He stood without a sound. The strands of hair drifted from his fingertips, fading into the darkness. Puzzlement flared through him.

Then his gaze fell again on the body at his feet.

The body of a dead, unclothed man.

Kenshin’s head lifted. His eyes softened. It took him no more than an instant. No more than a moment of understanding. He reached down and yanked the tortoiseshell hairpin from the man’s rotting eye.

Then he spun back toward his horse.

Back on the trail.

Of a girl dressed as a boy.

He did not notice the pair of yellow eyes trailing behind him.


Mariko’s brows gathered in confusion.

That lazy boy cannot possibly be the Black Clan’s best fighter.

As if in answer to her thoughts, the lazy boy in question inhaled with exaggerated slowness. As though he were beyond annoyed. As though the mere action of taking in air involved too much effort. He knocked away the hood covering his face, then unfolded to his feet in a languorous stretch, much like that of a jungle cat.

With a swipe of his left hand, he pushed back the long strands of hair from his brow. Then he cleared his throat.

His sight now unencumbered, the boy turned toward his quarry. Turned into Mariko’s vantage point. Her confusion deepened as she took in his features.

The boy was tall and lean. A body of angles and sinew. A diagonal scar cut through the center of his lips. He blinked sluggishly, as though he’d been startled from a stupor, his hooded, heavy-lidded eyes lifting open then shut. Open then shut. In such a charged moment as this—when his very life could be at stake—Mariko could not fathom his expression, for it was as lax as his demeanor. One that did not match a face of hard edges and graceful slopes.

A face of contradiction.

After another stretch in the opposite direction, the boy’s gaze drifted toward the assemblage of men and weapons to his right. Then he began a measured stalk toward the giant.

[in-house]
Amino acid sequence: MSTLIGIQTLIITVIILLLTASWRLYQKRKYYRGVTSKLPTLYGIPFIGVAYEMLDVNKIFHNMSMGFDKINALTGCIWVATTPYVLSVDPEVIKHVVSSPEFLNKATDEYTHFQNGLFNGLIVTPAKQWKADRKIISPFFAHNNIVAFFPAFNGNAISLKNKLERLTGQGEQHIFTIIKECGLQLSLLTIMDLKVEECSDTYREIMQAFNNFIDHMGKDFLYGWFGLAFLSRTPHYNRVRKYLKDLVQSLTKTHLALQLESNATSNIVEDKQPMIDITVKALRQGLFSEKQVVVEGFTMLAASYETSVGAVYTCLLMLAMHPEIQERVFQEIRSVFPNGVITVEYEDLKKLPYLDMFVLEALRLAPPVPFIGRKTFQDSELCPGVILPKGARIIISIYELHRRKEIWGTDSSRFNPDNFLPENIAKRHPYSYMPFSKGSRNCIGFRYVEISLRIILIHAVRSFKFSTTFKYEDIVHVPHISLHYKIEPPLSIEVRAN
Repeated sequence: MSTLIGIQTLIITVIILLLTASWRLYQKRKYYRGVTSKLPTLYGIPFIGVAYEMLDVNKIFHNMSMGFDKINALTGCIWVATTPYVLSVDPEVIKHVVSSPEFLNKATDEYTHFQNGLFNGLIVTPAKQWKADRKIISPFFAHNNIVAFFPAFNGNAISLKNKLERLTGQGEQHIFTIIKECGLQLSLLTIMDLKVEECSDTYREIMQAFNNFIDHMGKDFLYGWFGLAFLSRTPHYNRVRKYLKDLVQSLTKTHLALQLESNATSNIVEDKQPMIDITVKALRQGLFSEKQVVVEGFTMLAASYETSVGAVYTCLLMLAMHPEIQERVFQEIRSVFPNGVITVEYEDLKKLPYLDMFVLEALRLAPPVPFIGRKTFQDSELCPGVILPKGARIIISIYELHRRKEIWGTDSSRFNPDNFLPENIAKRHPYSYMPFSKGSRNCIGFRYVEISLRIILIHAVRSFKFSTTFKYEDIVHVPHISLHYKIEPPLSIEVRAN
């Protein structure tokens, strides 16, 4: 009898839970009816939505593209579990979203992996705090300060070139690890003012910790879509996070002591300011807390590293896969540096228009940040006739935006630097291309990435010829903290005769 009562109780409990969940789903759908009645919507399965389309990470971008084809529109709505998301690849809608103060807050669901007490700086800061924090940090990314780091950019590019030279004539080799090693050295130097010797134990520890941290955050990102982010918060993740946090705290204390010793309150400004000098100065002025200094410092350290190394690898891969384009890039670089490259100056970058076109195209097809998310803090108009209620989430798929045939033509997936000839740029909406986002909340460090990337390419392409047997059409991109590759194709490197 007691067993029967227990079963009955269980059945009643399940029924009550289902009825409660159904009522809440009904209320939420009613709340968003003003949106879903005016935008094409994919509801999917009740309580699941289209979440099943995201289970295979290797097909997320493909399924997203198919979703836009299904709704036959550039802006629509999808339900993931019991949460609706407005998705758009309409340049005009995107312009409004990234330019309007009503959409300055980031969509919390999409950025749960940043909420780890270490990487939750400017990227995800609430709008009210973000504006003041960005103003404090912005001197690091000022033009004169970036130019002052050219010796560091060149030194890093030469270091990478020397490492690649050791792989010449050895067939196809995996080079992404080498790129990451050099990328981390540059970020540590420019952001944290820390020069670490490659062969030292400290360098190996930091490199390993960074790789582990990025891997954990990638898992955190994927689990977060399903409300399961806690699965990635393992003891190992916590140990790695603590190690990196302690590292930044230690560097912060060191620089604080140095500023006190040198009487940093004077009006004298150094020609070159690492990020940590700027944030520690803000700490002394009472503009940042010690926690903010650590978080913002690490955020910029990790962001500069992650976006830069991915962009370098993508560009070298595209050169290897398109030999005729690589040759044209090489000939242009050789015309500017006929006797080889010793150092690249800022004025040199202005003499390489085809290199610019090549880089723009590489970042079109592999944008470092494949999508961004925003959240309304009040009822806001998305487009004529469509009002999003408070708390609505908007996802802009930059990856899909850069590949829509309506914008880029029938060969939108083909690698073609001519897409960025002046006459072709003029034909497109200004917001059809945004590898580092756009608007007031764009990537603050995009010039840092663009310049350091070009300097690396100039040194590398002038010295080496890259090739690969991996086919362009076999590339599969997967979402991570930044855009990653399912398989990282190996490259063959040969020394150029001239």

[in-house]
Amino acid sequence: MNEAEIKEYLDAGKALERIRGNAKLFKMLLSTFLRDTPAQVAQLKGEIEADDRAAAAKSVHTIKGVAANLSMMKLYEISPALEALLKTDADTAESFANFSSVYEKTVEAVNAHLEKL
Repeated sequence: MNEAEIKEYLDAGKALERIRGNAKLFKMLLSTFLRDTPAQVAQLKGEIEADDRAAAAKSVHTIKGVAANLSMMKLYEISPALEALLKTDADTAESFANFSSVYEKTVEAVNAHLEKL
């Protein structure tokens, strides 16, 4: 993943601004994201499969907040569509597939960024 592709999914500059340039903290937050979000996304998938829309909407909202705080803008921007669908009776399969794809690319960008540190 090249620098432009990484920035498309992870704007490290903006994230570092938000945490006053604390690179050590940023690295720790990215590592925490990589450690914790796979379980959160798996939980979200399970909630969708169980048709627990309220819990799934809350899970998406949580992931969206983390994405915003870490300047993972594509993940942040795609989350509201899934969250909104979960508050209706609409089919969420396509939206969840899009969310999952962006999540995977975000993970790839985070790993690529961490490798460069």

His steps were instinctual—the gait of a young man with a natural awareness of his surroundings. If a gale were to suddenly descend upon them—or a tree branch to fall from the sky—it would be unlikely this boy would be caught off guard.

The way he moved reminded Mariko very much of Kenshin. Which meant that—despite this boy’s lazy comportment—he could well prove to be a formidable opponent. Mariko’s brother had been a student of battle for much of his life. She knew such innate prowess was not gifted at random.

Yes. It was possible this boy could best the giant. That is, if he could be bothered to procure a weapon. He still did not appear to have a single blade on his person.

As the boy came to a halt near the gathering, Mariko realized something else of import. Though this boy’s movements were similar to those of Kenshin, there was also a distinct difference. One that made Mariko amend her earlier comparison. Her brother moved precisely, each foot placed with deliberate intent. This boy did not take steps.

He glided like a shark through the water.

And like the sea, the members of the Black Clan parted around him as the boy took position before the giant.

The charge that had begun to collect earlier rose again in earnest.

Even though the giant appeared perplexed at this turn of events, he swung his kanabō from side to side. Attempting to frighten his new opponent with another show of bravado.

When the boy did not react—did not even attempt to dodge—the giant scowled.

“Don’t you need a weapon?” he grunted.

The boy shook his head. Yawned once more. “No.” He rolled his shoulders. Cricked his neck.

A chuff passed the giant’s lips. “Arrogant fool.”

“Not arrogant.” The boy scratched along his jaw nonchalantly. “Just accurate.”

The giant laughed again, goading his men to join in his amusement. A smattering of uneasy laughter spread through their ranks. It did little to leaven the mood. If anything, it only darkened it.

Mariko’s pulse quickened. Should this fight develop into something more than a mere exchange of posturing, it was possible she would never obtain her answers. Never spare her family undue embarrassment. Or prove her worth beyond the marriage market.